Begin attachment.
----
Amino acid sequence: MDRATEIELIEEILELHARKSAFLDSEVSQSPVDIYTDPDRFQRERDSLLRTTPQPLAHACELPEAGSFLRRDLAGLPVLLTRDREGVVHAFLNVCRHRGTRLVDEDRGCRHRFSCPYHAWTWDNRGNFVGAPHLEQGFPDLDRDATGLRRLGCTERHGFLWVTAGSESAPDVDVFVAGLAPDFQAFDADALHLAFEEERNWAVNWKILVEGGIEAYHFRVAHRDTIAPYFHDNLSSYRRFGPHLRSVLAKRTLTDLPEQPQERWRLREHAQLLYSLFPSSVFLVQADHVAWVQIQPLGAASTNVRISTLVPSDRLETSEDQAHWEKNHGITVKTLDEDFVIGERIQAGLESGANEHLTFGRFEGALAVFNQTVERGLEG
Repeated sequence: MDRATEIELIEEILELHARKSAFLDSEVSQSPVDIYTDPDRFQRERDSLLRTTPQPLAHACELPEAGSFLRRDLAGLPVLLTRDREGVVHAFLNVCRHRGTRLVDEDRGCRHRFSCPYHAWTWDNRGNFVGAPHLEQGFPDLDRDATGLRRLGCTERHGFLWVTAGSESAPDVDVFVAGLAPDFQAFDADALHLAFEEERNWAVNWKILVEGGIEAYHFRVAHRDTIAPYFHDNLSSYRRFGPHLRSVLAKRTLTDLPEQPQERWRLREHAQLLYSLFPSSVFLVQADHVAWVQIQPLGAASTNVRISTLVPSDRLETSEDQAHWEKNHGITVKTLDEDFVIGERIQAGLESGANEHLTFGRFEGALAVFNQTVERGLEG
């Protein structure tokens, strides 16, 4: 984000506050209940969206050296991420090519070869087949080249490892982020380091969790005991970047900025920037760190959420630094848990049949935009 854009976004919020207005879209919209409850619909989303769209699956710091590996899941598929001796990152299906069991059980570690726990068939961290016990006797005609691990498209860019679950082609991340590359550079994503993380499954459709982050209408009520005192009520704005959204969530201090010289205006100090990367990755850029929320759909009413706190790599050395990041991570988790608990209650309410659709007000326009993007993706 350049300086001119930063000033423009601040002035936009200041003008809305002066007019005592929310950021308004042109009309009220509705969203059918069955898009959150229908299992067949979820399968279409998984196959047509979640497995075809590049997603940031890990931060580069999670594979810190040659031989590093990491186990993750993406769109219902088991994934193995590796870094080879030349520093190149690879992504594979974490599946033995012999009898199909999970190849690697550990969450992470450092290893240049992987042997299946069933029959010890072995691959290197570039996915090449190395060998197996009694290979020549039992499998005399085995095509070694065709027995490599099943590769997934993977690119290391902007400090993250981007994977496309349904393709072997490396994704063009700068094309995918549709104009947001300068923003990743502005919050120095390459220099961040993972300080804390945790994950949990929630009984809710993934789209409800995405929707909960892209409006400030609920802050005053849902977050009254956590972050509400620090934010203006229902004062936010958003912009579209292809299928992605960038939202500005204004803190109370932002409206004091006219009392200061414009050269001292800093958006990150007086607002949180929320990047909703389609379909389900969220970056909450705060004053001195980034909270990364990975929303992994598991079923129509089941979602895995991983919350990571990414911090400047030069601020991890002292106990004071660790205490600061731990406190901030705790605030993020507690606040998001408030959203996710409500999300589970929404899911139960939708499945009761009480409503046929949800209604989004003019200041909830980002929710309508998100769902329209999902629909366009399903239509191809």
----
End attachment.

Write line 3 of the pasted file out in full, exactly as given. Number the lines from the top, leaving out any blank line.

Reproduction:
């Protein structure tokens, strides 16, 4: 984000506050209940969206050296991420090519070869087949080249490892982020380091969790005991970047900025920037760190959420630094848990049949935009 854009976004919020207005879209919209409850619909989303769209699956710091590996899941598929001796990152299906069991059980570690726990068939961290016990006797005609691990498209860019679950082609991340590359550079994503993380499954459709982050209408009520005192009520704005959204969530201090010289205006100090990367990755850029929320759909009413706190790599050395990041991570988790608990209650309410659709007000326009993007993706 350049300086001119930063000033423009601040002035936009200041003008809305002066007019005592929310950021308004042109009309009220509705969203059918069955898009959150229908299992067949979820399968279409998984196959047509979640497995075809590049997603940031890990931060580069999670594979810190040659031989590093990491186990993750993406769109219902088991994934193995590796870094080879030349520093190149690879992504594979974490599946033995012999009898199909999970190849690697550990969450992470450092290893240049992987042997299946069933029959010890072995691959290197570039996915090449190395060998197996009694290979020549039992499998005399085995095509070694065709027995490599099943590769997934993977690119290391902007400090993250981007994977496309349904393709072997490396994704063009700068094309995918549709104009947001300068923003990743502005919050120095390459220099961040993972300080804390945790994950949990929630009984809710993934789209409800995405929707909960892209409006400030609920802050005053849902977050009254956590972050509400620090934010203006229902004062936010958003912009579209292809299928992605960038939202500005204004803190109370932002409206004091006219009392200061414009050269001292800093958006990150007086607002949180929320990047909703389609379909389900969220970056909450705060004053001195980034909270990364990975929303992994598991079923129509089941979602895995991983919350990571990414911090400047030069601020991890002292106990004071660790205490600061731990406190901030705790605030993020507690606040998001408030959203996710409500999300589970929404899911139960939708499945009761009480409503046929949800209604989004003019200041909830980002929710309508998100769902329209999902629909366009399903239509191809």